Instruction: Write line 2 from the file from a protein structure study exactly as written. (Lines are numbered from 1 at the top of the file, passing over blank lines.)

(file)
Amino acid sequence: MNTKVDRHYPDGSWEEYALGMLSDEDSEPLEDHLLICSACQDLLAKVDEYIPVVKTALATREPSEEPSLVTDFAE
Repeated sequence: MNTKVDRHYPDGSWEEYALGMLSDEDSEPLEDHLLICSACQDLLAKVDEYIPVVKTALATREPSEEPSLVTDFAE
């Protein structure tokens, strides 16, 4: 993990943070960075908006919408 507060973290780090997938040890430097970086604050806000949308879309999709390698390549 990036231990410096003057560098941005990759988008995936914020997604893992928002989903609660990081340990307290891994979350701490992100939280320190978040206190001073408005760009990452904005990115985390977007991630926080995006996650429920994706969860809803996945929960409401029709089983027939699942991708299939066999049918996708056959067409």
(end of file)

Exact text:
Repeated sequence: MNTKVDRHYPDGSWEEYALGMLSDEDSEPLEDHLLICSACQDLLAKVDEYIPVVKTALATREPSEEPSLVTDFAE